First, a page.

Wolves hungry for cup success

Lee Briers could not hide his emotions when Warrington Wolves lifted the Carnegie Challenge Cup for the first time in 35 years last August.

Warrington’s talisman, who is one of the official faces of the 2010 Carnegie Challenge Cup promotional campaign, broke down in tears after the 25-16 triumph over Huddersfield Giants – and no wonder!

Briers, 31, had suffered the pain of being dropped by St Helens for their 1997 Wembley victory over Bradford Bulls after playing in all the earlier rounds.

To compound his Challenge Cup agony, he had also experienced the heartache of three semi-final defeats.

“I was beginning to think I may be jinxed,” said Briers, who admits winning his first medal as a professional last August has given him the hunger for more silverware.

Warrington visit Huddersfield on Saturday in the BBC1 televised fifth round tie (2.30pm) in a repeat of last season’s showpiece final when Briers landed a trademark drop-goal in the last minute.

“We wouldn’t have chosen Huddersfield away at this stage,” said Briers, “The Giants wouldn’t have picked us either!

“To win the trophy you have to beat the best and fortunately we’ve been in good form this season.

“Winning the cup at Wembley was definitely the highlight of my career. It was so special to win such an important trophy with your best mates.”

Richard Nixon resigned as president of the USA, Muhammad Ali beat George Foreman in the Rumble in the Jungle and The Sting won an Oscar for best film when Warrington had last won the Cup against Featherstone Rovers in 1974.

“It had been a frustrating time for the fans but also for the players,” said Briers, who confesses he was never as nervous as before last season’s semi-final against Wigan at Widnes.

To add poignancy to the occasion it would also have been his elder brother Brian’s 43rd birthday when the Wolves beat the Warriors 39-26 with a man-of-the-match show from Briers – who chipped in with a try and another drop-goal.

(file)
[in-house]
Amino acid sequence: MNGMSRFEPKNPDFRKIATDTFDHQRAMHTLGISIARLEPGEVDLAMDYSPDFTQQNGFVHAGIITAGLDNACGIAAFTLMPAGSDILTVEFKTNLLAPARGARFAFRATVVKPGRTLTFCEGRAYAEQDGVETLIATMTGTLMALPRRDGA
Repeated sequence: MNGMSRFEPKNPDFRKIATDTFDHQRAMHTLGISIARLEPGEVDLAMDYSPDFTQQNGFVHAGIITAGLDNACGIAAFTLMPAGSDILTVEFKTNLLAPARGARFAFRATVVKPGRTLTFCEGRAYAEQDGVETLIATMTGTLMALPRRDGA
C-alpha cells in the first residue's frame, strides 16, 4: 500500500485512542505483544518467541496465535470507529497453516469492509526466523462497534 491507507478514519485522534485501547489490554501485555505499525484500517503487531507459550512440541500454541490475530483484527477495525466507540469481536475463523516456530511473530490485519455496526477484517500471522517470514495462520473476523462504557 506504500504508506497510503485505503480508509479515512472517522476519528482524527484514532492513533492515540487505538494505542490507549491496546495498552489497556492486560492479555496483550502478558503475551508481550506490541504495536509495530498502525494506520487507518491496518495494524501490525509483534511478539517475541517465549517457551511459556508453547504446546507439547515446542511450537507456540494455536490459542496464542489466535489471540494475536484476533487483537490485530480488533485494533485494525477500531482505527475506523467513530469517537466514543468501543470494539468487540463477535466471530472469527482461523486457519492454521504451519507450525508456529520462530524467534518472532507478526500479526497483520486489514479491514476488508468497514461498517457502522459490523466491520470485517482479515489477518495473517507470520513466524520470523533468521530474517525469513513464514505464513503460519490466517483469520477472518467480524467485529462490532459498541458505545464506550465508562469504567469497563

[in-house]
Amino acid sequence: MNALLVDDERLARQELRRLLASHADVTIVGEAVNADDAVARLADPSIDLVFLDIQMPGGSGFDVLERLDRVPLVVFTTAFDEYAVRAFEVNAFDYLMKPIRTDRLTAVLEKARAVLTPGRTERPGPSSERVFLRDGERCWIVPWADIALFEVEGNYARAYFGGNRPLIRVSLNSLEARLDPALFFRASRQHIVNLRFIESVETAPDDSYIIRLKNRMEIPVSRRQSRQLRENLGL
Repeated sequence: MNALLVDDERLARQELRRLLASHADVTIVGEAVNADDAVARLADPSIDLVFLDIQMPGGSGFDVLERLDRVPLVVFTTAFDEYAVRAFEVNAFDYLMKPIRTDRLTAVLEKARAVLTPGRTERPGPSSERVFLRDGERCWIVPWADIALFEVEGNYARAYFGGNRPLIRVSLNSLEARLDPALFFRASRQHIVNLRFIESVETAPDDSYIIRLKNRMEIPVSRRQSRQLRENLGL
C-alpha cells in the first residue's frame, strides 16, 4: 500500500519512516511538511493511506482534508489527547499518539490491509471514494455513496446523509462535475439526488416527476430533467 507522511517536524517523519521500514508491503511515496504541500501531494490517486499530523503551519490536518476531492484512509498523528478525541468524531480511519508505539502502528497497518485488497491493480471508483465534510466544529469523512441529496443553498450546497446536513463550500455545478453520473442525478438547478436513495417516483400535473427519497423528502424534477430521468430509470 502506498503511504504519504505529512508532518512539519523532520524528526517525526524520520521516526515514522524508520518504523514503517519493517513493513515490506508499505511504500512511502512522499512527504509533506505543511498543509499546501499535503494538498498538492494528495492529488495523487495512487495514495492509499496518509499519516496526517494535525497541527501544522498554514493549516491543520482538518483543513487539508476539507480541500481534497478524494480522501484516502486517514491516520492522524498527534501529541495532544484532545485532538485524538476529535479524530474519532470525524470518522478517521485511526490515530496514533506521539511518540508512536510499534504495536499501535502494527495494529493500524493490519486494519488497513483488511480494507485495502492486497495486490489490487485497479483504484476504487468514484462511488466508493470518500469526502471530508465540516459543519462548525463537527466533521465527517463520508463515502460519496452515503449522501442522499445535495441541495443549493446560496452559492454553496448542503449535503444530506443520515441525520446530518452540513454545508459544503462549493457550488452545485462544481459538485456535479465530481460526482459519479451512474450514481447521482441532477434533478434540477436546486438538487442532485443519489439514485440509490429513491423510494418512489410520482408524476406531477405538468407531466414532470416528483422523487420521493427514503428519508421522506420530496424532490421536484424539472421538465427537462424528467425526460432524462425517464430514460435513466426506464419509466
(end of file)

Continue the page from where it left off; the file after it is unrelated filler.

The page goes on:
“I was very close to Brian who had passed away from cancer eight years earlier and that made the day even more special,” he said.

“I know from experience there is nothing worse than losing a semi-final and I don’t think I could have faced that again.

“We had a great belief though last year and all dreams came true.

“To play at Wembley was so special and to make it more momentous my six-year-old son Reece was the mascot.

“We have it on DVD and it will be great to show to my grandchildren one day.

“Saints and Leeds players are always hungry to win more trophies and now I know why.

“I had only won Academy Challenge Cup finals before we beat Huddersfield but it has whetted my appetite.”

Briers was distraught at being axed by Saints to make way for Bobbie Goulding’s return from injury against Bradford 13 years ago.

“That was the reason I left Saints but it was the best decision of my life.

“Warrington have now assembled the best squad since I arrived at the club but we have won nothing so far this season – we want to change that statistic.”

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